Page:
While the Donald Rodney vigil was in progress outside the Court of Appeal yesterday morning, one of the directors of Transparency International – Guyana branch, Alfred Bhulai, came to join the vigil.
Donald then indicated to him that he has not received a reply from the institute in relation to what is happening to his appeal over his conviction for participating in the murder of his brother, Walter Rodney.
Bhulai told him the institute could not arrive at a decision on his victimisation claim. I was standing right next to Donald and told Bhulai that Transparency Institute’s attitude should be made public.
I told Bhulai I would write about it and he indicated what he said was confidential. I disagreed. I said he was responding to Donald’s enquiry in full view of all the vigil attendees who heard his report.
I pointed out to Bhulai that his organisation goes looking at opaque holes, invisible crevices, darkened apertures and publicly write about what it sees. Why then can I not write about what I know about some of the false stands the institute is taking?
I suggested to Bhulai that the Guyanese people need to know what he just told Donald. He conceded that I can write about what he said though, I felt he agreed because he sensed the folks around us knew his position was untenable.
Some of Bhulai’s revelations stunned some of us. I reminded him I had an exchange in the Kaieteur News with the head of the Transparency Institute, Dr. Troy Thomas, over Thomas’s deliberate silence on the lack of transparency and terrible governance at UG. Thomas’s position was unacceptable because charity begins at home and he is a UG lecturer.
I further explained to Bhulai that Thomas’s reasoning on my criticism of Transparency Institute’s silence on UG bordered on hypocrisy. Here is where Bhulai gave me a headache. Bhulai confessed in full view of all the vigil attendees that he didn’t know about the exchange with me and Thomas because he only reads one newspaper – Stabroek News.
This man is one of the directors of Transparency International Guyana and gets his portraits of life in this country from one media house only. I would like to remind Bhulai that the only online newspaper that is not free in Guyana is Stabroek News.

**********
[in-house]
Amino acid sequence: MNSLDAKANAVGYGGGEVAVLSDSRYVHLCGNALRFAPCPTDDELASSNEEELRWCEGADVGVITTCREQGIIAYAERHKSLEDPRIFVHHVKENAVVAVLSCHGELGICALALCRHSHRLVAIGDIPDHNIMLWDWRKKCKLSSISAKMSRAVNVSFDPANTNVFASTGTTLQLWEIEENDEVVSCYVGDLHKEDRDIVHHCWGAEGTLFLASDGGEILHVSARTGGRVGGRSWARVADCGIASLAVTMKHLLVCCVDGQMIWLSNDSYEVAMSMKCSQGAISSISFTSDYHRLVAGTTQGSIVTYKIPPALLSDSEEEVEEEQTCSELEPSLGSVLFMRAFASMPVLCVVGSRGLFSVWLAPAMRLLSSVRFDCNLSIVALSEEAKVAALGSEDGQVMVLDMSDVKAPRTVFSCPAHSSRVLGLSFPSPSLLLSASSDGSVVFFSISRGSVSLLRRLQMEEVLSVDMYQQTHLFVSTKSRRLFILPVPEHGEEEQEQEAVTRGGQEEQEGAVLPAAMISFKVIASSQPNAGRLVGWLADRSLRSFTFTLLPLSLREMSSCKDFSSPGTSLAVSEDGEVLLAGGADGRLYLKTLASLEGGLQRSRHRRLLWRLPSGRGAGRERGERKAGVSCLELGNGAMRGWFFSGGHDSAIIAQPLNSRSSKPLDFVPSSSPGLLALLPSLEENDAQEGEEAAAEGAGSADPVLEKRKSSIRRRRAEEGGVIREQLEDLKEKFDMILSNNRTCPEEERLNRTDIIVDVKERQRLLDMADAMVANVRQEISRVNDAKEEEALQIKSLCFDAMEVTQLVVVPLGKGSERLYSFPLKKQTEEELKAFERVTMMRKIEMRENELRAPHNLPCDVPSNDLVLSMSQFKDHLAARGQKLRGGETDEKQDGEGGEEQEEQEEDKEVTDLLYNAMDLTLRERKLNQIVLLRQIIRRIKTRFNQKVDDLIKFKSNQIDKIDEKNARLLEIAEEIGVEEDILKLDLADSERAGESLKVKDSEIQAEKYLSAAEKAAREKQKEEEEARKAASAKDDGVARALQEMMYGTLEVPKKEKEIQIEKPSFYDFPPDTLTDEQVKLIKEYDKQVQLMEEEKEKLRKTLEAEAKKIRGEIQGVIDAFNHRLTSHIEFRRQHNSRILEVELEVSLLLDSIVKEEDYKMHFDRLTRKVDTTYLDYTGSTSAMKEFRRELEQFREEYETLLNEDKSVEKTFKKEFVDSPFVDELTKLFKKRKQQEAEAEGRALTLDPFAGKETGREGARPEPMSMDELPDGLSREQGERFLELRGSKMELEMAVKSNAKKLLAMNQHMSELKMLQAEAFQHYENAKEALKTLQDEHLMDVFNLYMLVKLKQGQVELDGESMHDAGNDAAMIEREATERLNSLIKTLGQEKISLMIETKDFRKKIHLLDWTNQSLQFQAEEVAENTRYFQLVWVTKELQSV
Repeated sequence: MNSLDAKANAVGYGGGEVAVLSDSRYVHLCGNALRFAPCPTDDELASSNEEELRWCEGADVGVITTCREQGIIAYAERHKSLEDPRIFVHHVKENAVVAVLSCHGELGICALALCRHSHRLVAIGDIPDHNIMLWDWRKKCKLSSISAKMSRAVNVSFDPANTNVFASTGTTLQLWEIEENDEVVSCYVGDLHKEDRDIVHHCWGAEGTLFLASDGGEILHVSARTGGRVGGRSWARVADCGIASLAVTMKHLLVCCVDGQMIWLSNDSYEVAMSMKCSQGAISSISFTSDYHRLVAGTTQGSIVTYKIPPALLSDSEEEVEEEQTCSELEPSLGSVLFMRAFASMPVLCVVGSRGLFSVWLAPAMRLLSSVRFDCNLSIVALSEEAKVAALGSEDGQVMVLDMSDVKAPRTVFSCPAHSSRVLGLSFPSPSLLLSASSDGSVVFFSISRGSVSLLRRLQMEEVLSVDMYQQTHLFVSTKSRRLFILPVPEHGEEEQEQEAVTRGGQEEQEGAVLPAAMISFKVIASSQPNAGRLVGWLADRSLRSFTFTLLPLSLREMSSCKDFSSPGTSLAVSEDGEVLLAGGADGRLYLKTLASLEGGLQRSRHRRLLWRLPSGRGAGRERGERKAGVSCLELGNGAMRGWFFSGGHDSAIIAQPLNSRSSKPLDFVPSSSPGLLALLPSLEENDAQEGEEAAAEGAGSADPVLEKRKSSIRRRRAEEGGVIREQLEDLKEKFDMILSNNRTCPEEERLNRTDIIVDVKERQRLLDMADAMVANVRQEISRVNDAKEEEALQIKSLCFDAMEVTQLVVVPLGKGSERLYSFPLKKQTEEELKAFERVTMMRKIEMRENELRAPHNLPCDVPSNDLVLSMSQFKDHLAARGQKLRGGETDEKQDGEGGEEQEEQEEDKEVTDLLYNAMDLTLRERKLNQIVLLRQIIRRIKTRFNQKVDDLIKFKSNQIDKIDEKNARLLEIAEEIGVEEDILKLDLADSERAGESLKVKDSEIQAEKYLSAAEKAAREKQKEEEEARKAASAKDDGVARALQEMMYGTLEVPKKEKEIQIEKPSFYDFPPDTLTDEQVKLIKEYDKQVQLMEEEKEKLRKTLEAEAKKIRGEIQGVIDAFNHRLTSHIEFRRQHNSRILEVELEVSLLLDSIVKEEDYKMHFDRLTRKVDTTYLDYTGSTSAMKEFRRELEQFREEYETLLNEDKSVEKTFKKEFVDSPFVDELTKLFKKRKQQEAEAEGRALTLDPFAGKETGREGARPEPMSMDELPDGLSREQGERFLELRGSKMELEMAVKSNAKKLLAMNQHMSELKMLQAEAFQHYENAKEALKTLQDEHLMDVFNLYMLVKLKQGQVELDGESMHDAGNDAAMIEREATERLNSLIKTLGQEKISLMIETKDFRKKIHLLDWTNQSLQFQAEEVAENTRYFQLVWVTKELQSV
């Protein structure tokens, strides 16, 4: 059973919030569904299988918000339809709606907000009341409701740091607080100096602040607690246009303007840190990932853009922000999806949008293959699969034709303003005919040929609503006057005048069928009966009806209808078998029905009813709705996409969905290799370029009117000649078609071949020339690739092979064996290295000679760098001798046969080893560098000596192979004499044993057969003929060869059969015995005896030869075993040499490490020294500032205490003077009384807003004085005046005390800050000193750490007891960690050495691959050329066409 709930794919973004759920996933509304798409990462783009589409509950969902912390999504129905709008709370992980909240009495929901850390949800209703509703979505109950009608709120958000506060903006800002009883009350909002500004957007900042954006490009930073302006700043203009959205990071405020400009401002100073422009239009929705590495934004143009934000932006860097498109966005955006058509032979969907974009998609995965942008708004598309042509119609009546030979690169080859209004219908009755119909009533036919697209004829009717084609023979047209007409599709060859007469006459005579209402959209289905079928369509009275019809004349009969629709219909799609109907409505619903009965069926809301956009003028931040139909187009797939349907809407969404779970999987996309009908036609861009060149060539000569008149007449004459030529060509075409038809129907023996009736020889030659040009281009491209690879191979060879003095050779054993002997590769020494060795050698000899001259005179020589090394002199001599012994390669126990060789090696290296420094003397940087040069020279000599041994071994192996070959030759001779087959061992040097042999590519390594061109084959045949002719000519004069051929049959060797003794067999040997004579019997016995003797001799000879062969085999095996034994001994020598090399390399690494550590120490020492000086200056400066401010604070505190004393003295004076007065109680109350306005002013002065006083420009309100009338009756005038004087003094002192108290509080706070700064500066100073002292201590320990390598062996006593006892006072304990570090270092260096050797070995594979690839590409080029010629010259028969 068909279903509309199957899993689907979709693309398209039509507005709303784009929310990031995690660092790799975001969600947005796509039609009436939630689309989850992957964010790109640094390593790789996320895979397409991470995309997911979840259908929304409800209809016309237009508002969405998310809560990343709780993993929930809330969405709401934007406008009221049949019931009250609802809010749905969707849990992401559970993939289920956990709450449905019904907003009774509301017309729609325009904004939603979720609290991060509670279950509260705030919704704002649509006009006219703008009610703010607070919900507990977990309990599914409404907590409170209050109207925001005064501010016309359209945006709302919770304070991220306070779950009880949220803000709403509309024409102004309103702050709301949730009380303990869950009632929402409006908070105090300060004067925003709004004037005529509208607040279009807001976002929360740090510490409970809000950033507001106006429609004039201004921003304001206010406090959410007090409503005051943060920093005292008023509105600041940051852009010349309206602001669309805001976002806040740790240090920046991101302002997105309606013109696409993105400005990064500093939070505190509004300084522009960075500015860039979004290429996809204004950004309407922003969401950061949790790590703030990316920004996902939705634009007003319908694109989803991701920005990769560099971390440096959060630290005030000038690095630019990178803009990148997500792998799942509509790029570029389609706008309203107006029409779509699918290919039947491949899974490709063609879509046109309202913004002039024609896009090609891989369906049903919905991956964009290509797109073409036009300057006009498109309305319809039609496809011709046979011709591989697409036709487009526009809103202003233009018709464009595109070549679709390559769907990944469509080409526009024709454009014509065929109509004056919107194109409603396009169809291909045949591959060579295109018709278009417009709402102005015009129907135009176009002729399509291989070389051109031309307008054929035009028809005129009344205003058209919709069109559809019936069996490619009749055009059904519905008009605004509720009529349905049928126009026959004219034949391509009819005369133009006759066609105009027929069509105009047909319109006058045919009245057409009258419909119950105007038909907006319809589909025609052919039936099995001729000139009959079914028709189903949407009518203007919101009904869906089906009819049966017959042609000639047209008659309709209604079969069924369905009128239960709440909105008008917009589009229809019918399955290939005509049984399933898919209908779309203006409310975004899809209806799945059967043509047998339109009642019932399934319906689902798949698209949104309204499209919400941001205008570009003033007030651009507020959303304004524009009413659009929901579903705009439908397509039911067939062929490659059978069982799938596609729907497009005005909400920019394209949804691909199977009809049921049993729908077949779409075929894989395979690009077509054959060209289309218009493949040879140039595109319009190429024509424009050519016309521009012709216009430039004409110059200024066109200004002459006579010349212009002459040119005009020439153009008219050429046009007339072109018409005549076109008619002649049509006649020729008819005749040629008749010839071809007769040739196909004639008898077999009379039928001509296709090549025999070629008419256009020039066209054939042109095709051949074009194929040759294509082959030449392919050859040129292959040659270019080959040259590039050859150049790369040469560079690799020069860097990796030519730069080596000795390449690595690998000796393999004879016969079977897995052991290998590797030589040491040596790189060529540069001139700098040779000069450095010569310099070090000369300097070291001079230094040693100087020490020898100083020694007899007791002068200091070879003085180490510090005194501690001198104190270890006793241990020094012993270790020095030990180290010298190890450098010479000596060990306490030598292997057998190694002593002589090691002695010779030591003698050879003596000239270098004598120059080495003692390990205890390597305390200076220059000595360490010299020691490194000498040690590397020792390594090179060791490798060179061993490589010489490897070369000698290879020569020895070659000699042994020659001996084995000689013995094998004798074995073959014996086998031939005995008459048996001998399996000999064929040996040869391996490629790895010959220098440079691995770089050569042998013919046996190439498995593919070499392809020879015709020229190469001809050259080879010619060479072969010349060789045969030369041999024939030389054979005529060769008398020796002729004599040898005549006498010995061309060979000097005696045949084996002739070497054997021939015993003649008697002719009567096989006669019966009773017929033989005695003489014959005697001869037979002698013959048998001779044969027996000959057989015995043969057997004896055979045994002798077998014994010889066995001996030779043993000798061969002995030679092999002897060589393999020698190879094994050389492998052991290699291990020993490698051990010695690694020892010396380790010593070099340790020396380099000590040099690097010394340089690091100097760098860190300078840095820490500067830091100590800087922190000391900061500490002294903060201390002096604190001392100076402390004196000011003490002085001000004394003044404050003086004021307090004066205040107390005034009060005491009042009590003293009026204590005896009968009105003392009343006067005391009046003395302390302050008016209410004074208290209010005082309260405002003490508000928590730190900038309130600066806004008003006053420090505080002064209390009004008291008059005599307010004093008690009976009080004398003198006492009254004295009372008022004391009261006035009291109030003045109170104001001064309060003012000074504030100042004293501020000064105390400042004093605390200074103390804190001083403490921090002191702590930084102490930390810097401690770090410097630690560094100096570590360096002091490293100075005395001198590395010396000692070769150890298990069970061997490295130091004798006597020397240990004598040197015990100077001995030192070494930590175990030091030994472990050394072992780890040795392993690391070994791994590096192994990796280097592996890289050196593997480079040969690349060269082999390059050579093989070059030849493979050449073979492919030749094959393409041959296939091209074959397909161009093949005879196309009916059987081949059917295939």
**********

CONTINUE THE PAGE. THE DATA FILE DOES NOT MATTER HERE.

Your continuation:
You can read all the other dailies free of cost. That is assuming that Bhulai connects with the internet.
Here is an abbreviated version of my deep disappointment with Dr. Thomas as the head of Transparency Institute and Thomas’s reply. In my Wednesday, October 18, 2017 column captioned “My mind does not miss these things but…” I wrote the following, “This newspaper featured two news reports in which the two unions say that the UG administration needs to practise transparency.
I thought it funny that UG is being accused of not being transparent and the transparency body in Guyana is headed by a UG lecturer.”
In my column with the headline, “How can the UG Vice-Chancellor argue so unscholarly?” dated February 14, 2018, again I looked at the double standards of the Transparency Institute with these words; “Twice I remarked that it has to be an anomaly that the head of Transparency Institute is a lecturer at UG yet both unions at UG have made public statements that there needs to be more transparency in UG’s governance.
“But that same gentleman voices an opinion on the need for transparent transaction in many institutions but never at UG.”
Dr. Thomas replied in this newspaper of February 17, 2018. I quote him, “What I believe is overlooked in the argument for my going to the public through the press or television is that there is a conflict of interest of which I risk dragging TIGI (sic).”
My understanding of that line is that Thomas said that if he takes critical stances on UG (we are referring to the tenure of Vice Chancellor, Ivelaw Griffith), then he could be accused using the name of his organisation.
I honestly don’t buy that argument. If you are an advocate for medical professionalism then, you should not work at a hospital that engages in medical mal-practices. You are bound to be accused of double standards, meaning you condemn such violations at other hospitals but are silent in your workplace where they happen.
I wasn’t too frustrated at what Bhulai told Donald Rodney. I don’t know apart from Bhulai and Dr. Thomas, who are the other directors of Transparency Institute, but maybe they feel Donald Rodney’s victimisation does not fall within their remit.
But then again, hypocrisy has always been the order of the day in Guyana.
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